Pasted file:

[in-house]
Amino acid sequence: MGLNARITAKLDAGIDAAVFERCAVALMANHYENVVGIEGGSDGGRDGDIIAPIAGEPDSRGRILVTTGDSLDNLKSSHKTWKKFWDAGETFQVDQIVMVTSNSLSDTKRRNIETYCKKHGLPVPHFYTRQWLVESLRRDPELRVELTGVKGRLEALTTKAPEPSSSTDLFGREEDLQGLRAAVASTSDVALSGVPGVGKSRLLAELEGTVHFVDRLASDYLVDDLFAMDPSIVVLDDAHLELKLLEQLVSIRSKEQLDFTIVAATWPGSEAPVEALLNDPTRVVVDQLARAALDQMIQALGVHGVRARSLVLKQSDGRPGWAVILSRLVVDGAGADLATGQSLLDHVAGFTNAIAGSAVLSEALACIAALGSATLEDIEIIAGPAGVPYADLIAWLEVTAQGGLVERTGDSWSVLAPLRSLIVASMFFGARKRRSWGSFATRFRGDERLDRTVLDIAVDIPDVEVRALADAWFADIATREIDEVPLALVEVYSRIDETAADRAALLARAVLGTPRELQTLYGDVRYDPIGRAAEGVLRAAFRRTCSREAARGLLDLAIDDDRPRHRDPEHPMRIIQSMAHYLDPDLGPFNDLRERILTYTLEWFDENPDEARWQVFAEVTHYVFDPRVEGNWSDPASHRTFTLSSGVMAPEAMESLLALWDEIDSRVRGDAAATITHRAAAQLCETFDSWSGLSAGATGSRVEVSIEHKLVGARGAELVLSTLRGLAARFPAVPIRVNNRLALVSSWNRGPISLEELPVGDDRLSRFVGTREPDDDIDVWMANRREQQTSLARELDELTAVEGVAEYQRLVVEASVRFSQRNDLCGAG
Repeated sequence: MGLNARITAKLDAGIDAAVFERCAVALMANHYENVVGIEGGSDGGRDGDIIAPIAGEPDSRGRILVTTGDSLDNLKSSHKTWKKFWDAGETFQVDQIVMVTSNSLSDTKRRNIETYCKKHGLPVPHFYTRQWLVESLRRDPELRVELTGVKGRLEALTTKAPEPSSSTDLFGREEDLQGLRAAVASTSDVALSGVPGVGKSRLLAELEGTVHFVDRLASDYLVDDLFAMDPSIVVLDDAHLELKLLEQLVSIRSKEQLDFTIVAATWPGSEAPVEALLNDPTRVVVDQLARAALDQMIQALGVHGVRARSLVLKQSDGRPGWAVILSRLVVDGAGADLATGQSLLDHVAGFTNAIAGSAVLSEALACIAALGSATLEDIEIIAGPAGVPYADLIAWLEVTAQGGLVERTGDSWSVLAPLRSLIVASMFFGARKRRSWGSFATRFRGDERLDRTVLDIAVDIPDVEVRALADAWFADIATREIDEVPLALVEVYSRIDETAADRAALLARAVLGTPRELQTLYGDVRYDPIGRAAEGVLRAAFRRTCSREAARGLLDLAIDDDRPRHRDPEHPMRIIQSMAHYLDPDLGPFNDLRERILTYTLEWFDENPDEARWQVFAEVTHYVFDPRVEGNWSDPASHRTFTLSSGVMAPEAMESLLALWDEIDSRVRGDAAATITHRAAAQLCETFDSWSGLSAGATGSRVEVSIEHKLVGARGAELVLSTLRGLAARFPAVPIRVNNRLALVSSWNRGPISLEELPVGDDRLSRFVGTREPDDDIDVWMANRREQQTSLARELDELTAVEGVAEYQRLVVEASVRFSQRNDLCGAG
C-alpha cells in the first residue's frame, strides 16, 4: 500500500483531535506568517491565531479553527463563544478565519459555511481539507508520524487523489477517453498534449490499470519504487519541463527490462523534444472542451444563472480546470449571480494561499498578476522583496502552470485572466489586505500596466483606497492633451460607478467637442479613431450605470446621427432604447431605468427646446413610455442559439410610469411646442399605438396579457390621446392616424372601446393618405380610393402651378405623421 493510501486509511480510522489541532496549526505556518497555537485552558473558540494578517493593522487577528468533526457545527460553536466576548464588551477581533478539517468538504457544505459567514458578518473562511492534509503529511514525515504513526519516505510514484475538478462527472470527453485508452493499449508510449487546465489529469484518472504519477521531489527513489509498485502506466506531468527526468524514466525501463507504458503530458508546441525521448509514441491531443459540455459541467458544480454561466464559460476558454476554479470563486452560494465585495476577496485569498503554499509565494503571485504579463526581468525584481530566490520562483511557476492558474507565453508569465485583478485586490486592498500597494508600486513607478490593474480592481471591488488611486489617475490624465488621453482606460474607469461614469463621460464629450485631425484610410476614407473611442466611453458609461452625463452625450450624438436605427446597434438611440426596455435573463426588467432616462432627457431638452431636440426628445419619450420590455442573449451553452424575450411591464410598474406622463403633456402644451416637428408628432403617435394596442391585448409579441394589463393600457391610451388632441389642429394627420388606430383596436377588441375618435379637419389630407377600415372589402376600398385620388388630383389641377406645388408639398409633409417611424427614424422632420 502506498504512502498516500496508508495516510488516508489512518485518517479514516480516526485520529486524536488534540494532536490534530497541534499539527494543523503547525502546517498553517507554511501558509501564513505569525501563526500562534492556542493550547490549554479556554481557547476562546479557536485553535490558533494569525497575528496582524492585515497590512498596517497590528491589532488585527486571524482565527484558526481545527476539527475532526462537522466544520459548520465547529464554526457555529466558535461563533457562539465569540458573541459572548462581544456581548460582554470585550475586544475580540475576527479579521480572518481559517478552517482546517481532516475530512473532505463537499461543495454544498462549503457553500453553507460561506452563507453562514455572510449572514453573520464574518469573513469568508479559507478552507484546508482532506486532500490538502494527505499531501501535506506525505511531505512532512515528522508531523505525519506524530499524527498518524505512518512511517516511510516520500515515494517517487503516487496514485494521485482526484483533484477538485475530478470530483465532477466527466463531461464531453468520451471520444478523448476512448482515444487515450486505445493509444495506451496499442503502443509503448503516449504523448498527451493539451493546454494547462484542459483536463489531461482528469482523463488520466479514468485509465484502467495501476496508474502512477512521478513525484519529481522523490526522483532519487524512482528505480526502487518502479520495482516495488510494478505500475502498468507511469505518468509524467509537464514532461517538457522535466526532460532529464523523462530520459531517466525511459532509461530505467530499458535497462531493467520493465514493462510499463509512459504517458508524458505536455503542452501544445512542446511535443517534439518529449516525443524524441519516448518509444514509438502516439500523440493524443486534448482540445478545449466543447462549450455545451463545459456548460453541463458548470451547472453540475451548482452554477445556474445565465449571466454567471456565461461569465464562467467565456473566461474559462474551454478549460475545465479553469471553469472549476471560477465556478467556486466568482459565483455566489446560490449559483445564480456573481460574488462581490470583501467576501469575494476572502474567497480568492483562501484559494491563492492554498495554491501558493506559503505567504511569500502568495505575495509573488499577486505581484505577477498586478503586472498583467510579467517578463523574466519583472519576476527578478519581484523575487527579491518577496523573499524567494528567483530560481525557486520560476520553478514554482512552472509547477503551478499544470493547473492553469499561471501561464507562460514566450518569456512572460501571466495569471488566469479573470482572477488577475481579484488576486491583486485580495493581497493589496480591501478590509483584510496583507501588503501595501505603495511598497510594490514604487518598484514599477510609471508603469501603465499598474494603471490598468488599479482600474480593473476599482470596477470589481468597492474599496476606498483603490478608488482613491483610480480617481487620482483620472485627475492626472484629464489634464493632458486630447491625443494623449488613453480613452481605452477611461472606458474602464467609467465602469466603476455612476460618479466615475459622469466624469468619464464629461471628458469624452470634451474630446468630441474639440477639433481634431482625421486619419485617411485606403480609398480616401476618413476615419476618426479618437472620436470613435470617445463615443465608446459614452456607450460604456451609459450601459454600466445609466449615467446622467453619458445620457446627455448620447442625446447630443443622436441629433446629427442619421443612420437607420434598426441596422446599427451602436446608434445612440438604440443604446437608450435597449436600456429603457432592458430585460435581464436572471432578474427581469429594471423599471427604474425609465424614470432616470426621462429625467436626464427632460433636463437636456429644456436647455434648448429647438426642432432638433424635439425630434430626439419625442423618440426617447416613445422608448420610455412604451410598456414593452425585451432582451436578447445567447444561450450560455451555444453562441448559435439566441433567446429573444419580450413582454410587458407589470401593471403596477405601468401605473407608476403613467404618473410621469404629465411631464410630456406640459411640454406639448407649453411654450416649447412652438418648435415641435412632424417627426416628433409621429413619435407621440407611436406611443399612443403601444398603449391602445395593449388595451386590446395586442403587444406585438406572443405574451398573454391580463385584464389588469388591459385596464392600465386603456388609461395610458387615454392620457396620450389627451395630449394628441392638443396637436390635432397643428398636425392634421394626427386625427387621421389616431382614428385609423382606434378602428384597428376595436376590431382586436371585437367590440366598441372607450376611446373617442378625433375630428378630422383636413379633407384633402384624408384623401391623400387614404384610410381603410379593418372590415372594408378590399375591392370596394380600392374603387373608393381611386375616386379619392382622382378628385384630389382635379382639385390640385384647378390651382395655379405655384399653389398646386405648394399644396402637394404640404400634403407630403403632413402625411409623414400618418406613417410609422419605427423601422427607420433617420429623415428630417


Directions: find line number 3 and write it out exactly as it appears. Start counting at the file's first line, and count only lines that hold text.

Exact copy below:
Repeated sequence: MGLNARITAKLDAGIDAAVFERCAVALMANHYENVVGIEGGSDGGRDGDIIAPIAGEPDSRGRILVTTGDSLDNLKSSHKTWKKFWDAGETFQVDQIVMVTSNSLSDTKRRNIETYCKKHGLPVPHFYTRQWLVESLRRDPELRVELTGVKGRLEALTTKAPEPSSSTDLFGREEDLQGLRAAVASTSDVALSGVPGVGKSRLLAELEGTVHFVDRLASDYLVDDLFAMDPSIVVLDDAHLELKLLEQLVSIRSKEQLDFTIVAATWPGSEAPVEALLNDPTRVVVDQLARAALDQMIQALGVHGVRARSLVLKQSDGRPGWAVILSRLVVDGAGADLATGQSLLDHVAGFTNAIAGSAVLSEALACIAALGSATLEDIEIIAGPAGVPYADLIAWLEVTAQGGLVERTGDSWSVLAPLRSLIVASMFFGARKRRSWGSFATRFRGDERLDRTVLDIAVDIPDVEVRALADAWFADIATREIDEVPLALVEVYSRIDETAADRAALLARAVLGTPRELQTLYGDVRYDPIGRAAEGVLRAAFRRTCSREAARGLLDLAIDDDRPRHRDPEHPMRIIQSMAHYLDPDLGPFNDLRERILTYTLEWFDENPDEARWQVFAEVTHYVFDPRVEGNWSDPASHRTFTLSSGVMAPEAMESLLALWDEIDSRVRGDAAATITHRAAAQLCETFDSWSGLSAGATGSRVEVSIEHKLVGARGAELVLSTLRGLAARFPAVPIRVNNRLALVSSWNRGPISLEELPVGDDRLSRFVGTREPDDDIDVWMANRREQQTSLARELDELTAVEGVAEYQRLVVEASVRFSQRNDLCGAG